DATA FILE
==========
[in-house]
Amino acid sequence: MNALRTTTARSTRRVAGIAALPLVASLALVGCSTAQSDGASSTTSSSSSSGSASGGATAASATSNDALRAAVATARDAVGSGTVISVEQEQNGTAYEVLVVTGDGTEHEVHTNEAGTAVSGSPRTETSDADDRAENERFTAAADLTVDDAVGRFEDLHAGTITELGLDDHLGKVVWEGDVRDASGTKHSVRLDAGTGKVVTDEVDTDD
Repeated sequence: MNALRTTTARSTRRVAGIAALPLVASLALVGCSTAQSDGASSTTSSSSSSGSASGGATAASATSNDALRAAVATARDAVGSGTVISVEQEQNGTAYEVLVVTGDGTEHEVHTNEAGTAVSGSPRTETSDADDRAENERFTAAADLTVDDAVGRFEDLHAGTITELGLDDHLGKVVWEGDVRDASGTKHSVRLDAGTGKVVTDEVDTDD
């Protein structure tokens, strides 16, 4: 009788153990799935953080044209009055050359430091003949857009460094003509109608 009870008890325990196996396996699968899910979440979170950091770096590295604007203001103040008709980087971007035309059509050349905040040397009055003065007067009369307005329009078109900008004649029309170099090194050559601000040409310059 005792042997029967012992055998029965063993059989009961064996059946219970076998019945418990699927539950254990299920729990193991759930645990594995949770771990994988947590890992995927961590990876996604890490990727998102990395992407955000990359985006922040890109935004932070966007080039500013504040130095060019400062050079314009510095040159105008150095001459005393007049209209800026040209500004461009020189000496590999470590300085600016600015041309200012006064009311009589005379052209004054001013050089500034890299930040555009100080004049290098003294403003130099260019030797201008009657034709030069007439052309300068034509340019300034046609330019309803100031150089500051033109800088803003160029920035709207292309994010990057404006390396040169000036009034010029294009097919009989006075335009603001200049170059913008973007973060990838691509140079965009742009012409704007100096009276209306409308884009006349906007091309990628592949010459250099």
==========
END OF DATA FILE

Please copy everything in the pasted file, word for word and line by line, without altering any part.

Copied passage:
[in-house]
Amino acid sequence: MNALRTTTARSTRRVAGIAALPLVASLALVGCSTAQSDGASSTTSSSSSSGSASGGATAASATSNDALRAAVATARDAVGSGTVISVEQEQNGTAYEVLVVTGDGTEHEVHTNEAGTAVSGSPRTETSDADDRAENERFTAAADLTVDDAVGRFEDLHAGTITELGLDDHLGKVVWEGDVRDASGTKHSVRLDAGTGKVVTDEVDTDD
Repeated sequence: MNALRTTTARSTRRVAGIAALPLVASLALVGCSTAQSDGASSTTSSSSSSGSASGGATAASATSNDALRAAVATARDAVGSGTVISVEQEQNGTAYEVLVVTGDGTEHEVHTNEAGTAVSGSPRTETSDADDRAENERFTAAADLTVDDAVGRFEDLHAGTITELGLDDHLGKVVWEGDVRDASGTKHSVRLDAGTGKVVTDEVDTDD
């Protein structure tokens, strides 16, 4: 009788153990799935953080044209009055050359430091003949857009460094003509109608 009870008890325990196996396996699968899910979440979170950091770096590295604007203001103040008709980087971007035309059509050349905040040397009055003065007067009369307005329009078109900008004649029309170099090194050559601000040409310059 005792042997029967012992055998029965063993059989009961064996059946219970076998019945418990699927539950254990299920729990193991759930645990594995949770771990994988947590890992995927961590990876996604890490990727998102990395992407955000990359985006922040890109935004932070966007080039500013504040130095060019400062050079314009510095040159105008150095001459005393007049209209800026040209500004461009020189000496590999470590300085600016600015041309200012006064009311009589005379052209004054001013050089500034890299930040555009100080004049290098003294403003130099260019030797201008009657034709030069007439052309300068034509340019300034046609330019309803100031150089500051033109800088803003160029920035709207292309994010990057404006390396040169000036009034010029294009097919009989006075335009603001200049170059913008973007973060990838691509140079965009742009012409704007100096009276209306409308884009006349906007091309990628592949010459250099």